Can a woman be both a mother and an entrepreneur?
Apparently they can. Over the years, this growing-in-popularity slang term describes women who can run their own businesses while still maintaining their role as a full-time parent. The growth of the internet and e-commerce has played a big role in allowing mothers to become entrepreneurs, as it allowed women to sell products from home rather than relying on travelling to a storefront.
This type of work provides the flexibility moms often need to earn a living while completing usual family obligations like driving the kids to soccer practice or running to the grocery store. Usually moms work during the time when their children don’t require much attention, like when they’re in school or at theatre rehearsal.
Oftentimes if you think of a business woman, you usually think that they put their career first and don’t have kids — but it’s actually the best of both words. Mothers can make up their own hours while still going through the daily motions of life. In addition, sometimes mompreneur’s own children can serve as business inspiration to solve real-world problems most other mothers have as well.
Here are a few mompreneurs who took control of their professional lives by creating products and services that eased the stress of both their everyday lives and ours.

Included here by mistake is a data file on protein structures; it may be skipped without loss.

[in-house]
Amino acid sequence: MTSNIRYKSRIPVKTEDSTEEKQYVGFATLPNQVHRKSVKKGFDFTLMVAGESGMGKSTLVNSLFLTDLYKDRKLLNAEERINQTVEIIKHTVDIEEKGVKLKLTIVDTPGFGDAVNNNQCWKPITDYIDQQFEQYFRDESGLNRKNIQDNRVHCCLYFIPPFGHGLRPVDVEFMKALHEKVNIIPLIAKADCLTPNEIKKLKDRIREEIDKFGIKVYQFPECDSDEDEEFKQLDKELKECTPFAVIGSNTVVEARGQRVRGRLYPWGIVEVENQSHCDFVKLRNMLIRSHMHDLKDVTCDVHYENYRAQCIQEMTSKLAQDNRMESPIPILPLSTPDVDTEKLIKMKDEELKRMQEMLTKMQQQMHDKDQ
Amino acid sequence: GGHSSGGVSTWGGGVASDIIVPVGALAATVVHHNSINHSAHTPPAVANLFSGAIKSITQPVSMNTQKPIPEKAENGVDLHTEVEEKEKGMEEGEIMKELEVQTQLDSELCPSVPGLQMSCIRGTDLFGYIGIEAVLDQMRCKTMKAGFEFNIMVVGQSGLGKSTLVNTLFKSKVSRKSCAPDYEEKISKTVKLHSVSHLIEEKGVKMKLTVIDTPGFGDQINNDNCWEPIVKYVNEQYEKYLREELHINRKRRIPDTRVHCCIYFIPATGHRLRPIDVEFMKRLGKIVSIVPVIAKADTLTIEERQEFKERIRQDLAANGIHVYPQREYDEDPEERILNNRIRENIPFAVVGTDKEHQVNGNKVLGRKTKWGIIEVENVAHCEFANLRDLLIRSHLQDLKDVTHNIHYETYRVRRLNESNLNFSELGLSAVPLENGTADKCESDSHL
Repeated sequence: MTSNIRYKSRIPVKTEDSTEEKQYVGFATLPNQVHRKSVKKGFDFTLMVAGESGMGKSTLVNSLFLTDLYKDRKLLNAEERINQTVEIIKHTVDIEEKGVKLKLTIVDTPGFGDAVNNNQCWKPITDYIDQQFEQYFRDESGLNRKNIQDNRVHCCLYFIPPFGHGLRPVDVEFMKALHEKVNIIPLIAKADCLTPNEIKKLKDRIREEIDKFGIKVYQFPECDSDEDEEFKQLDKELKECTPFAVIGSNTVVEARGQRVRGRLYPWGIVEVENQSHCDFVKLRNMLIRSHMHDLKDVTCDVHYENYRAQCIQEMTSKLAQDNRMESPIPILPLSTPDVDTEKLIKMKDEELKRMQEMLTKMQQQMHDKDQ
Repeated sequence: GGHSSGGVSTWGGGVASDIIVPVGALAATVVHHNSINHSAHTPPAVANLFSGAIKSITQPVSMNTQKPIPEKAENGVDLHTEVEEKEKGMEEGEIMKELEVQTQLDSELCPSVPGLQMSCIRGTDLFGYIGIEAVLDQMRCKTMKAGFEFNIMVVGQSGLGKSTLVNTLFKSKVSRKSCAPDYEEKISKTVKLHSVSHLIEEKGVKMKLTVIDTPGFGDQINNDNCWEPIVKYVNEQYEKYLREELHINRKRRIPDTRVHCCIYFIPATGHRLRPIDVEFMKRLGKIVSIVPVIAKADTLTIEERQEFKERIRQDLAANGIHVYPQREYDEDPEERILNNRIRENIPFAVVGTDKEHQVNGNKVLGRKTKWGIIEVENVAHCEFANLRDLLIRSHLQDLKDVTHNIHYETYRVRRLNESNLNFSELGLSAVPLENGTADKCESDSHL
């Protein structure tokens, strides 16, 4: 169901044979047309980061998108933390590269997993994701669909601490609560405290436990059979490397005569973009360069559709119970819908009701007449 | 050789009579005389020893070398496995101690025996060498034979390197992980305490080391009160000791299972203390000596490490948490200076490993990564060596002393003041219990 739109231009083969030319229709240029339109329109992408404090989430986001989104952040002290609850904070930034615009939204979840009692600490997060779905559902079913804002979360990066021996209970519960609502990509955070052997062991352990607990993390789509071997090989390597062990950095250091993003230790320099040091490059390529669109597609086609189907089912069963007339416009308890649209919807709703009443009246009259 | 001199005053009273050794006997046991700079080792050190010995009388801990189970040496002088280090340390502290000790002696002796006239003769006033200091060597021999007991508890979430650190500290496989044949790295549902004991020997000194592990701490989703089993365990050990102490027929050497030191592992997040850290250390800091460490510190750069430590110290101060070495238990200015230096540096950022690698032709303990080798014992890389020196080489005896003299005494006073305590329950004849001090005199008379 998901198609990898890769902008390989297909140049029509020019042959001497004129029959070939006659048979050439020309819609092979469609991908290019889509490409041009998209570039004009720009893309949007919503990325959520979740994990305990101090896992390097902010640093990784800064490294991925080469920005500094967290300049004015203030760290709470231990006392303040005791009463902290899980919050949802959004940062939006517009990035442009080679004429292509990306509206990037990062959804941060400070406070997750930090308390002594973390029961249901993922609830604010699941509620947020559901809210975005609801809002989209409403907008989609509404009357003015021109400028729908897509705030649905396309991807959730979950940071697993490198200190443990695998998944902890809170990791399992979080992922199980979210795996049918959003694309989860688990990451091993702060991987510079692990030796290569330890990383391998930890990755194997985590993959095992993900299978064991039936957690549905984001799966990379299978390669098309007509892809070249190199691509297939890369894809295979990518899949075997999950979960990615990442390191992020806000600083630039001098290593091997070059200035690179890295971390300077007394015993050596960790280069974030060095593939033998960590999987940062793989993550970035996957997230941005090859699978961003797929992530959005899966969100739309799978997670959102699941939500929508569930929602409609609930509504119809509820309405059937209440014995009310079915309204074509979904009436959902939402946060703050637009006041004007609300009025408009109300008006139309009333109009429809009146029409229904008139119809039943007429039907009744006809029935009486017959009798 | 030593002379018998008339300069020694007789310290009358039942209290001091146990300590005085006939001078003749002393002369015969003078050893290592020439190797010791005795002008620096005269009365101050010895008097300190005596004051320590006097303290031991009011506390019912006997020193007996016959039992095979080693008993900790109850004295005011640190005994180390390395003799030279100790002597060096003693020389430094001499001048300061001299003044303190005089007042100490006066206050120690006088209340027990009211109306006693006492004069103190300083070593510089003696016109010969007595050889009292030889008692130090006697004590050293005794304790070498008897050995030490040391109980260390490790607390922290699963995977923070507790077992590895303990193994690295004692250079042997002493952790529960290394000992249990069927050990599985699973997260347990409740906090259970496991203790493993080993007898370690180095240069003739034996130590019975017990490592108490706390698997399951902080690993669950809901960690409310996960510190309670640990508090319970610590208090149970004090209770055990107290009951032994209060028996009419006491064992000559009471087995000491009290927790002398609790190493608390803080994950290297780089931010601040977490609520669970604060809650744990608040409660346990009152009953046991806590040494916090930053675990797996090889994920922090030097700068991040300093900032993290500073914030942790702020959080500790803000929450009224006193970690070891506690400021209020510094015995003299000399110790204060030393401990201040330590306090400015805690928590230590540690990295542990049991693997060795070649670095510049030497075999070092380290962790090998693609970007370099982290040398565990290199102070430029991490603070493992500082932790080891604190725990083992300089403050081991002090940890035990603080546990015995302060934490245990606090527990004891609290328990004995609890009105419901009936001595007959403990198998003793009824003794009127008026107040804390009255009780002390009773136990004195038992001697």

Partyology assists with the party planning process by discovering and saving creative ideas from all over the internet. Instead of spending a lot of time surfing the web, Partyology provides users with lists of unique party goods that are available for purchase.
“After planning so many birthday parties, the idea to create Partyology came from my desire to streamline the party-planning process without compromising that professional look we all want,” said Edelstein. “Without being a mom, I wouldn’t be where I am today.”
Mom Corps, along with other divisions such as Crops Search and Corps Advisory, is a professional staffing agency. “I love that I can set my own schedule, even though it’s a crazy one,” said O’Kelly. I operate on a 24-hour clock where I fit in all facets of my life. Some days look more traditional, 9-to-5-ish, and others flip-flop all day between work and personal responsibilities.”
Melissa Lanz, founder and CEO of The Fresh 20
As a mom of two toddlers working nearly 70 hours a week, Melissa rarely ate dinner with her kids and didn’t have time to cook. She tried buying fresh produce to encourage healthy eating, but it often went bad before they were used. “I got tired of the waste in my refrigerator at the end of the week,” said Lanz. I got tired of not having a plan.”
When Melissa couldn’t find a healthy menu-planning service online, she started her own. The Fresh 20 is a healthy menu-planning service complete with a shopping list and recipes for five dinners. All recipes are interrelated, which saves time and prevents waste.